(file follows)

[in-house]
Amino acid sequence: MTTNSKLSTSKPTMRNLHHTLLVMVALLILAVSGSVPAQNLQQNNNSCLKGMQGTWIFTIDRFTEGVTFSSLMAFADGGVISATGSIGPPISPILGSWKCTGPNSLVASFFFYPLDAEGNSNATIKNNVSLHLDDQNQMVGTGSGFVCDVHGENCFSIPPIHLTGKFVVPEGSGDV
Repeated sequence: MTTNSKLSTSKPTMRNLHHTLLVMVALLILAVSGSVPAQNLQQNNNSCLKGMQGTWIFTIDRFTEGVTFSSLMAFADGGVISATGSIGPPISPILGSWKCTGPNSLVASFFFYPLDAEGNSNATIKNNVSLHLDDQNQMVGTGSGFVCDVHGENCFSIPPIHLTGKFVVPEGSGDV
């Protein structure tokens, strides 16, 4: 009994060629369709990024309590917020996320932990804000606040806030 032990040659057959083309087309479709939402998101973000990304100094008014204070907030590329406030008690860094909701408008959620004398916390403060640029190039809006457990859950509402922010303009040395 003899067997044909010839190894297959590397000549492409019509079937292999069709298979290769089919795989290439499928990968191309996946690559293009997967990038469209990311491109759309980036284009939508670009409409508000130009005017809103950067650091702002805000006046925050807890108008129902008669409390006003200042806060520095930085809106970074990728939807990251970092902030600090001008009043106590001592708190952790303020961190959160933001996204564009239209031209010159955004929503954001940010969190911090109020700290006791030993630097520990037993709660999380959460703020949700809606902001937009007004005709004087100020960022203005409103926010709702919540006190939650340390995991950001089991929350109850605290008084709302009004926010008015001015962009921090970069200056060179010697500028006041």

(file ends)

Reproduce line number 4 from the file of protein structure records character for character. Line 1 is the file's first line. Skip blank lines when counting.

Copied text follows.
């Protein structure tokens, strides 16, 4: 009994060629369709990024309590917020996320932990804000606040806030 032990040659057959083309087309479709939402998101973000990304100094008014204070907030590329406030008690860094909701408008959620004398916390403060640029190039809006457990859950509402922010303009040395 003899067997044909010839190894297959590397000549492409019509079937292999069709298979290769089919795989290439499928990968191309996946690559293009997967990038469209990311491109759309980036284009939508670009409409508000130009005017809103950067650091702002805000006046925050807890108008129902008669409390006003200042806060520095930085809106970074990728939807990251970092902030600090001008009043106590001592708190952790303020961190959160933001996204564009239209031209010159955004929503954001940010969190911090109020700290006791030993630097520990037993709660999380959460703020949700809606902001937009007004005709004087100020960022203005409103926010709702919540006190939650340390995991950001089991929350109850605290008084709302009004926010008015001015962009921090970069200056060179010697500028006041």